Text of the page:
Marley Family to Stir It Up on Witness Stand

     MANHATTAN (CN) – Bob Marley’s widow and children can testify against the UMG record label in an upcoming trial over the copyrights to the reggae legend’s master recordings, a federal judge ruled.



     Rita Marley, nine of Bob’s children and their company, Fifty-Six Hope Road Music, want a jury trial to decide whether UMG’s copyright has expired on pre-1978 Bob Marley tracks.
     UMG has allegedly withheld proceeds for digital downloads, cellphone ringtones and other royalties, according to the Marleys’ most recent complaint.
     “Plaintiffs bring this lawsuit to put an end to UMG’s claim to ownership of pre-1978 Marley sound recordings, to UMG’s intentional failure to pay Fifty-Six Hope Road all of the record royalties owed under the Marley recording contracts and to UMG’s refusal to consult with plaintiffs – as contractually required – on licensing decisions that strike at the heart of the Marley legacy,” the complaint states.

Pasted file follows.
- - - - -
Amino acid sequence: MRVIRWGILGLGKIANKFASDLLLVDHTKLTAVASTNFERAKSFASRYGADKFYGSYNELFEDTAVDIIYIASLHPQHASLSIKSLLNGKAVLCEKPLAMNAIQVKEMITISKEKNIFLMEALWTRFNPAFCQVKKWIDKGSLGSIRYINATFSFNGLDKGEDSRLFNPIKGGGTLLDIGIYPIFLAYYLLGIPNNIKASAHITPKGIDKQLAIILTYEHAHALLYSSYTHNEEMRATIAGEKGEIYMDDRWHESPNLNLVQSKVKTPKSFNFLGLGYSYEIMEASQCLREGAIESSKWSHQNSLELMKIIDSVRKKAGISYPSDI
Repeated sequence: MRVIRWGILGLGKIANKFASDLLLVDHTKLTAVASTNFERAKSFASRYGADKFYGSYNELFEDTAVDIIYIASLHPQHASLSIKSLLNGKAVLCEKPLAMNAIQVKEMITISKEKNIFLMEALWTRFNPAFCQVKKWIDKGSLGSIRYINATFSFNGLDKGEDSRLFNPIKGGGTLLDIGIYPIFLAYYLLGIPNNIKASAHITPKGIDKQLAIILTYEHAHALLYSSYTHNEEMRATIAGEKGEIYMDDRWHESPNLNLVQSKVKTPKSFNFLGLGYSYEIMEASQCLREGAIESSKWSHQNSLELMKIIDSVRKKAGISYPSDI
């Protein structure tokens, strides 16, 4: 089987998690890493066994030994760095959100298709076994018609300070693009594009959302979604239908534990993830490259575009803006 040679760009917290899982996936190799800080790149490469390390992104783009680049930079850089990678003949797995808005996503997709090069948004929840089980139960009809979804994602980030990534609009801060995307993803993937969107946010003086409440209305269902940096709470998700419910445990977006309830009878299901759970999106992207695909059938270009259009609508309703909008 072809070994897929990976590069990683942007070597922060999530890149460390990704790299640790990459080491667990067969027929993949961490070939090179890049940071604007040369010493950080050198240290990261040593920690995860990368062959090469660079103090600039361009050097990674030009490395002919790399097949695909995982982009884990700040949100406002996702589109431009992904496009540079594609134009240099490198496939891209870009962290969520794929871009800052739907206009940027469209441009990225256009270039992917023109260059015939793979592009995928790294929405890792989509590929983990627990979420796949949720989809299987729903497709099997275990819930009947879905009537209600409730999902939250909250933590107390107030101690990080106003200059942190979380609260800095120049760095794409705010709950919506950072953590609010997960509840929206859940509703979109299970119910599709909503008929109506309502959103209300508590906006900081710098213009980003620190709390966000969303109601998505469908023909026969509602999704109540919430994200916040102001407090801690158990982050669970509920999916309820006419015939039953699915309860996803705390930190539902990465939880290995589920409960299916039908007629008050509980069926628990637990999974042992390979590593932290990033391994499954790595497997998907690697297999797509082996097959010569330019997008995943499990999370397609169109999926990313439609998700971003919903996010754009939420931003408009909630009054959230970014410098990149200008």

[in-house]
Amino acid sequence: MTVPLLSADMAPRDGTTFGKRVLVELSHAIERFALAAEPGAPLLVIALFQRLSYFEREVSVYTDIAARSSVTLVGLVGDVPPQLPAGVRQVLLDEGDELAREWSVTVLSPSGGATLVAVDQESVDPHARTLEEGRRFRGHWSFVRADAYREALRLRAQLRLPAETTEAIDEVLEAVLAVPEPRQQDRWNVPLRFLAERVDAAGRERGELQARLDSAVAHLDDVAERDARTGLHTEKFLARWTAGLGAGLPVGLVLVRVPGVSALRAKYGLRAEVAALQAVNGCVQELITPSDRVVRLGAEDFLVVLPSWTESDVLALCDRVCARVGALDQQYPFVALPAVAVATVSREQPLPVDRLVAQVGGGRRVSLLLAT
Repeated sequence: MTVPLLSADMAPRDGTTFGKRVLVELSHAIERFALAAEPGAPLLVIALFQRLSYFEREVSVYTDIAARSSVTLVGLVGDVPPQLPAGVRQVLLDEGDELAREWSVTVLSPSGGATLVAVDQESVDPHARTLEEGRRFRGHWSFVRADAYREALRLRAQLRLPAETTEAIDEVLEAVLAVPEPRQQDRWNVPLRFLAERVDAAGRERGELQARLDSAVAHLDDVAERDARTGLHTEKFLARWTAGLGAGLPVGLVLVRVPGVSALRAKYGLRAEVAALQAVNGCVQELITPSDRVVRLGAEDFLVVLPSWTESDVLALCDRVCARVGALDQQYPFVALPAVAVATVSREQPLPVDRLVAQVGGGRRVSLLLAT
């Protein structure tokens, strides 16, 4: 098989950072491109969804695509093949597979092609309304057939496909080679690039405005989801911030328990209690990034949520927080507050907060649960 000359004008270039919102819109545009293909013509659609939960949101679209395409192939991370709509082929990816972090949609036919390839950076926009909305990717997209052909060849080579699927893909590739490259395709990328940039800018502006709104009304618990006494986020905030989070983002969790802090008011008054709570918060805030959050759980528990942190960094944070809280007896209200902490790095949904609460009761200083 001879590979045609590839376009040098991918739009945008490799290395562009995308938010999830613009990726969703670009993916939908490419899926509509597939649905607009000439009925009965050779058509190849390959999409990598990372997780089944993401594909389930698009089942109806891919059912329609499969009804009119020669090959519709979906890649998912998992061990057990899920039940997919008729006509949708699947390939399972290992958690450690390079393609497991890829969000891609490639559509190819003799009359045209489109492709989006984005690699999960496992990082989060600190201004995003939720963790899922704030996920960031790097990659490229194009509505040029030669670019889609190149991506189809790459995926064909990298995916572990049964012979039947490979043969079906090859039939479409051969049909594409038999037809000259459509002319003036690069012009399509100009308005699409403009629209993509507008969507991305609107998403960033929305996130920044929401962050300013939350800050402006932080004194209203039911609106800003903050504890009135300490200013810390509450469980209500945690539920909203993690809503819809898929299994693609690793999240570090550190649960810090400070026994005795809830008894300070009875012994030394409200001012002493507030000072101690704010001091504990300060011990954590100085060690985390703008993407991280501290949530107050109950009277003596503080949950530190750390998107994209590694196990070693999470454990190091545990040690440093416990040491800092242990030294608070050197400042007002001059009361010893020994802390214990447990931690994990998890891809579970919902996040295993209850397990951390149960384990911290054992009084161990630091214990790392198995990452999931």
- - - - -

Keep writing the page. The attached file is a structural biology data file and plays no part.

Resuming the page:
Besides Rita, the Marley heirs named in the complaint include Cedella Marley, Damian Marley, David (“Ziggy”) Marley, Julian Marley, Karen Marley, Robert Marley, Rohan Marley, Stephanie Marley and Stephen Marley.
     In a round of pretrial motions, UMG wanted to block the Marleys from testifying in front of a jury.
     “Plaintiffs’ objective, clearly, is to confuse and mislead the jury into reaching a judgment based not on the handful of disputed facts relevant to whether UMG has correctly accounted to Fifty-Six Hope Road, but on an emotional response to Bob Marley’s life and music, and sympathy for his family,” UMG said.
     U.S. District Judge Denise Cote shot down that bid on Wednesday, in an order revealing what a jury might expect come trial time.
     “The plaintiffs indicate that one or more of them will present non-cumulative testimony about the fame of Bob Marley, the business and purpose of Fifty-Six, the relationship between Fifty-Six and UMG, and to the extent necessary to respond to any argument by UMG, the purpose for which they filed this lawsuit,” Cote wrote.
     Trial begins on Dec. 12.

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